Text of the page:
Aziz Ansari doesn’t mind people who are racist, as long as they are also really into Star Wars.
Ansari recounted being called a “Jawa,” a brown-colored, hooded creature from the Star Wars saga, by someone on the Internet.
“I’ve had people say racist things to me my whole life. I never heard anyone say ‘Jawa’; I had to look it up,” Ansari said. “I love, love, love the idea of a guy being really racist and really into Star Wars.”
Ansari, an Indian-American actor and comedian best known for his role as Tom Haverford on the NBC comedy “Parks and Recreation,” performed for more than 1,000 audience members in Woolsey Hall during Saturday night’s Winter Show. Ansari bantered about a stream of topics including conversations with women at bars, text messages and perceptions of the strange characters he encounters while touring. Students Ethan Kuperberg ’11, Michael Gabriel ’12 and Eric DePalo ’11 opened the performance with comedy routines based on Yale. The show, organized by the Yale College Council, was originally scheduled for the fall semester but delayed in order to secure a headliner.
YCC President Jon Wu ’11 said the exact total of ticket sales is not yet available, but 1,074 were sold in advance, netting $7,158.
Ansari broke midway through his performance for a question-and-answer session with students, fielding questions from “How did you get interested in comedy?” to “What is the meaning of life?”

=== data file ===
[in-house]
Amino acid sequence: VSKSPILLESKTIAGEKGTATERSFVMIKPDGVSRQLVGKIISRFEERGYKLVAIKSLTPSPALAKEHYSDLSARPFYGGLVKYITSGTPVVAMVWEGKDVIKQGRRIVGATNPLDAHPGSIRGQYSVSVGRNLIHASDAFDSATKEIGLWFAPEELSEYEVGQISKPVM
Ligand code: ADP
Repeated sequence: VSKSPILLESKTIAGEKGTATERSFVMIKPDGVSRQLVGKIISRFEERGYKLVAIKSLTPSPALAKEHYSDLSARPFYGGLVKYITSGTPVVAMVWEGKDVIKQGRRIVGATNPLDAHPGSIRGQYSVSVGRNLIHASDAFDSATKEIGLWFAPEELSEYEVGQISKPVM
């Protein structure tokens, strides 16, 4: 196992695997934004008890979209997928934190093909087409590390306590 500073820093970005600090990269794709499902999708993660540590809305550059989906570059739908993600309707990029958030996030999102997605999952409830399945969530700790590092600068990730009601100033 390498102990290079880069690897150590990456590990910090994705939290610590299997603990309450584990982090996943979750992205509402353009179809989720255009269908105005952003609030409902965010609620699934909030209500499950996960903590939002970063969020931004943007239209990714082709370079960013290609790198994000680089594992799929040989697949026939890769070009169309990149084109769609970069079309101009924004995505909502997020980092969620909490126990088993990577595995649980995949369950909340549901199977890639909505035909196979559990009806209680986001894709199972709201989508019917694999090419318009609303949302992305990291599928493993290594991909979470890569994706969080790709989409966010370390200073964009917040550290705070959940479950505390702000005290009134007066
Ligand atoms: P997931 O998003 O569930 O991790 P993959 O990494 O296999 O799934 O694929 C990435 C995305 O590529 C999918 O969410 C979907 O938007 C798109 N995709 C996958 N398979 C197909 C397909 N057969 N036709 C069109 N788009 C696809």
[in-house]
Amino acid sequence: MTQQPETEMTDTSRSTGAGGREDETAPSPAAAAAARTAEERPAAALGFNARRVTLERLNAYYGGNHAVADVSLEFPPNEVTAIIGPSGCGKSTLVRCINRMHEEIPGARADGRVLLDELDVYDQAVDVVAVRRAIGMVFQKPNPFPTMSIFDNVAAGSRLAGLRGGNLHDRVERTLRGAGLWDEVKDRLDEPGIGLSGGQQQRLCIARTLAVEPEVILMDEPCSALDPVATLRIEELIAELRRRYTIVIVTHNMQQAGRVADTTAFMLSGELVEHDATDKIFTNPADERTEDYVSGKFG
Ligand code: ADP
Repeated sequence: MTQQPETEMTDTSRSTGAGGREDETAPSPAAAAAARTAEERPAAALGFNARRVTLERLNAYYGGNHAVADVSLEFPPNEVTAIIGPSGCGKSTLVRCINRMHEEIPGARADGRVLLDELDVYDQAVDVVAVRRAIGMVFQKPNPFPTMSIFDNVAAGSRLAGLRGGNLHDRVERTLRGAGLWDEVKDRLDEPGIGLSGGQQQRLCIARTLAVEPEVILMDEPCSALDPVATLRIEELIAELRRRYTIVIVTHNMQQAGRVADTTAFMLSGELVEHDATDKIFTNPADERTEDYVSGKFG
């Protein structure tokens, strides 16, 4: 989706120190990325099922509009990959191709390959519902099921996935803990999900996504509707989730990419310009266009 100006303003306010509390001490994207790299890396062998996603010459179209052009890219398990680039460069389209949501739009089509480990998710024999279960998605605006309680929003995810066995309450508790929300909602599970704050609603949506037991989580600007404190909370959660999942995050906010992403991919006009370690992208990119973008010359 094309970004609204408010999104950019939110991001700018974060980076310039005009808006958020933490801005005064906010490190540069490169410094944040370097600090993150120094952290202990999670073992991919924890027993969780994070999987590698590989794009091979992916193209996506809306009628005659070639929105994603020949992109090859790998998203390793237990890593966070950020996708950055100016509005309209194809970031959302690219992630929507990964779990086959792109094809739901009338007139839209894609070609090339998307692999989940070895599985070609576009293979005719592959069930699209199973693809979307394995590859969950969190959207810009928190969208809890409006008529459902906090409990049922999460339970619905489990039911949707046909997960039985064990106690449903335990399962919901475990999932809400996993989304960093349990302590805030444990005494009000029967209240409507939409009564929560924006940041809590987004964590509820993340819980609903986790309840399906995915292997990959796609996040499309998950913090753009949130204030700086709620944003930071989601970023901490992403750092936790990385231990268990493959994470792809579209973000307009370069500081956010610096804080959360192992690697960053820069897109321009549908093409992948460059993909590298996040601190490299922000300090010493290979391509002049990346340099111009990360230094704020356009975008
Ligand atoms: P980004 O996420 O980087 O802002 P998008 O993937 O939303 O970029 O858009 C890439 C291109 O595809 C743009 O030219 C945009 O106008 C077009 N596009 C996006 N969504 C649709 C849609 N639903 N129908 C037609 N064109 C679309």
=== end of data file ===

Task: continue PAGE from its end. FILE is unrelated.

“That’s a really funny question,” Ansari responded. “Next question.”
Jon Wu ’11 said the Intercultural Affairs Council agreed to contribute $1,500 to the event provided Ansari answered student questions. While most questions did not deal directly with intercultural issues, one student asked Ansari for his views on racist jokes.
“I don’t put much thought into it.” Ansari said. “I didn’t think, ‘Well my skin tone is brown, so how will I address the situation?’ I just do the jokes.”
When discussing his attempts to talk to women, he said he resented that his compliments were never taken at face value but thought of instead as come-ons. He once complimented a woman in a bar on her bag, and when she did not believe that he actually liked the bag, he said, he stole it to prove his point.
He told several anecdotes of people he encountered in life being unnecessarily rude, including European customs officials, airplane passengers and potential dates.
“There’s no reason to be rude to me,” Ansari said “I didn’t do anything wrong.”
All 10 of the students interviewed said they enjoyed the performance and were not offended by the racial and sexual nature of some of Ansari’s quips.
Alexis Cruzzavala ’13 said she thought Ansari had “great comedic timing,” hitting the punch lines at just the right moment.
Six of the students said they thought the question-and-answer section was “awkward.” Ansari said during the performance he had never done a Q & A with his audience members but it did not make him uncomfortable.
During the Q & A, Ansari said he became interested in comedy while an undergraduate at New York University and perfected his stand-up routines by performing in clubs.
Born in 1983 in South Carolina, Ansari is a now based in Los Angeles. His creative work includes writing and acting for the MTV sketch show “Human Giant.”